Election Season

So election season is upon us — no, not that one — elections for the W3C’s Technical Architecture Group (TAG). You might be thinking to yourself “self, I didn’t know the W3C had such a thing…how very strange…I wonder what it does.” Also, you might be wondering why I’d bother to write about a perfunctory process related to a group whose deliverables you have probably never encountered in the wild and are fantastically unlikely to.

The answer is that I’m now in the running for one of the TAG’s 4 open seats. At last week’s TPAC I was talked talked myself into running. Google has nominated me, so we’re off to the proverbial races. Given the number of condolences I’ve received since deciding to run, you might wonder why I’d do such at thing at all; particularly since the general consensus is that the TAG’s impact is somewhere between “mostly harmless” and “harmless”. I’ve never heard it described as “valuable” or “productive” in its modern incarnation, so why run? Could it be for the warmth of human contact that a weekly conference call could provide? A deep-seated but as yet unfulfilled desire to weigh in on what really irks me about how people use HTTP? Indeed not.

I’m running to try to turn the TAG into an organization that has something to say about the important problems facing devs building apps today; particularly how new specs either address or exacerbate those challenges.

Notionally that’s what the TAG does now; review specs in development and provide feedback. If you look at the current work items, however, there’s nothing about JavaScript. There’s similarly little on DOM or the sorry state of API design at the W3C and how it is enabled by WebIDL and a broad cultural ignorance of JS. The TAG could provide advice on API design to WGs, how to think about creating a well layered platform, and how to keep webdevs in mind at all times.

State management gets a lengthy exposition that doesn’t do much to uncover the challenges in designing apps that need to keep and manage state, synchronize that state in local data models, and map state onto URLs. Its a hard problem that most JS-driven apps struggle with and the TAG has no view beyond motherhood, apple pie, and pushState(). It can do better.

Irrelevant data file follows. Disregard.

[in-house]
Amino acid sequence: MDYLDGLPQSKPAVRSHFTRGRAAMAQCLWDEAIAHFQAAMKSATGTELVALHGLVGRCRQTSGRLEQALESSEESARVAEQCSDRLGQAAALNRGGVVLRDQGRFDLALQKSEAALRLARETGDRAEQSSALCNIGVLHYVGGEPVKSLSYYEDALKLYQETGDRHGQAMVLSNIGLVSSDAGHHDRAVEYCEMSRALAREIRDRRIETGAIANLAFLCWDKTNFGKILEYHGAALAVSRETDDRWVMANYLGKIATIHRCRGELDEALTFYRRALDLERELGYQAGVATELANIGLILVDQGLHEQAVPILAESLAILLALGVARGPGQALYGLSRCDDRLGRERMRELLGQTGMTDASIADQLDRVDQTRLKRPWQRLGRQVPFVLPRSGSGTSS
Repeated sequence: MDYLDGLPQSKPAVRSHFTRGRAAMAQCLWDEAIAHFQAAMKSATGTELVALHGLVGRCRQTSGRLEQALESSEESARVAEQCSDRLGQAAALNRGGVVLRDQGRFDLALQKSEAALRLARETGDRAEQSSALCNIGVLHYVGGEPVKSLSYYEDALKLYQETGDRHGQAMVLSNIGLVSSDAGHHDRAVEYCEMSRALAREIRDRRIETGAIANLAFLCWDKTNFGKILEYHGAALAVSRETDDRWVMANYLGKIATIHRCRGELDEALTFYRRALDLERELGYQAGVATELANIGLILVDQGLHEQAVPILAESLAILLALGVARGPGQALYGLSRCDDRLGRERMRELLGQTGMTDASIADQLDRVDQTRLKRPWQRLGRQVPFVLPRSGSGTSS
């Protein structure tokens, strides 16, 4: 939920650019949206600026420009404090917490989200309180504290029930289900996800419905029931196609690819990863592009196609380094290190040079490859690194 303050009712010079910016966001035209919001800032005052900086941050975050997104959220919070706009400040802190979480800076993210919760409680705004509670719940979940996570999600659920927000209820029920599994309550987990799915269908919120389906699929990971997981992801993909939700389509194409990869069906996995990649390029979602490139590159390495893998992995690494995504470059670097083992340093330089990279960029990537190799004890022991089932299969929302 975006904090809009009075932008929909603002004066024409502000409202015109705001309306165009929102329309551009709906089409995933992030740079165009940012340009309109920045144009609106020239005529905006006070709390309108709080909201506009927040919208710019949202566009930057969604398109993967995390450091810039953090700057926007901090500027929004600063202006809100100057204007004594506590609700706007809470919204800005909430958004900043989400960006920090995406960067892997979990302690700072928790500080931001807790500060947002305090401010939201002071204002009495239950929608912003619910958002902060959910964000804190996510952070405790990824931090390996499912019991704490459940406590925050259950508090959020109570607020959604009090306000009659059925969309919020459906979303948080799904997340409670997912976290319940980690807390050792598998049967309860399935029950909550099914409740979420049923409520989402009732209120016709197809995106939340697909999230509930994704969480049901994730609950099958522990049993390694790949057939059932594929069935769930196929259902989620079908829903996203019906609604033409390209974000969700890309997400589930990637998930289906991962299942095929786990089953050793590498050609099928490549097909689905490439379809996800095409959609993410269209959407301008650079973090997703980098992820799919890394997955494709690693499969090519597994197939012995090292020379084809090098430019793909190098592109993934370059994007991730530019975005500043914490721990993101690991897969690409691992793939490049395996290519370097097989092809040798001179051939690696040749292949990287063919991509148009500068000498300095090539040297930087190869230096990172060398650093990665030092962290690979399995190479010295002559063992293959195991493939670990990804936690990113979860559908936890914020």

For webdevs, the TAG is a natural ally — it carries the weight of the W3Cs reputation in ways that vendor-motivated WGs don’t. It can be an advocate for building things well to reluctant managers and organizations, helping you make the “environmentalist” argument; “the web is for everyone, why are you making it bad?” It can also be a go-between for agitated webdevs and the WGs, a voice of reason and patient explanation.

As a talking shop, the TAG can never be expected to have power over implementations or webdevs, but it can be opinionated. It can take a stand on behalf of webdevs and call out huge problems in specs, missing work items for WGs, and build bridges to the framework authors that are doing the heavy lifting when the browsers don’t. It can also build bridges to other standards bodies that specify hugely important parts of the web platform, bringing a webdev perspective to bear.

I have worked inside a browser, represented Google at TC39, and have built large apps and frameworks on the web stack. I have seen firsthand how the TAG isn’t doing this important work of building bridges and jawboning on behalf of web developers. And I plan to fix it, if elected.

If you work at a company that is a member of the W3C, I hope to get your AC rep’s vote. If not, I would still love your support in letting AC reps from the Member organizations know that you support the goal of turning the TAG into an advocacy organization for the interests of webdevs.

If you’re particularly interested in this problem, I’d love your help — I’m looking for reformist-minded candidates to join me in running for the TAG. If you don’t have a sponsoring or nominating organization, send me mail or a tweet.

Voting nitty-gritty, largely cribbed from Ian Jacob’s mail to a Members-only W3C mailing list:

  • Nominations: any Member organization may nominate one individual to serve on the TAG. That nominating organization is expected to cover their nominee’s costs for the period of service, so don’t nominate in haste. Nominations are currently open and close on Nov 30th.
  • Voting: only Advisory Committee members from Member organizations can vote on the TAG elections. It’s not clear when voting starts but it ends on January 31st, 2013. So if you have an opinion about this, find your AC rep (or one from a company you think should be voting here) and let them know how you feel.


  1. Ian Jacobs
    Posted November 6, 2012 at 3:48 pm | Permalink

    Hi Alex,

    Election fans can check out the relevant bits here:

    I think all the bits you cribbed are covered there.



  2. Posted November 7, 2012 at 2:45 am | Permalink

    Thanks Ian, I wasn’t aware of that page before.

  3. Hubert B Manilla
    Posted November 7, 2012 at 4:47 am | Permalink

    Go Alex!!Small typo…line 3 “strage”. i think you meant “strange”.

  4. Posted November 7, 2012 at 5:55 am | Permalink

    Fixed, Hubert, thanks.

  5. Posted November 9, 2012 at 9:39 am | Permalink

    Hope you get it. Would be good to make the TAG something useful.

  6. Posted December 6, 2012 at 12:09 pm | Permalink

    Best of luck!

  7. Posted December 8, 2012 at 11:56 pm | Permalink

    On the question of W3C liaison with TC39, after meeting with Doug Crockford I raised the main concern http://lists.w3.org/Archives/Public/www-tag/2012Sep/0031.html as a possible TAG issue. The response was that there’s already a working group and a mail list of experts working on W3C / TC39 coordination, and that the TAG shouldn’t override as long as that group doesn’t ask for help.

    Perhaps you could reply to the thread that followed, ending in http://lists.w3.org/Archives/Public/www-tag/2012Sep/0037.html .

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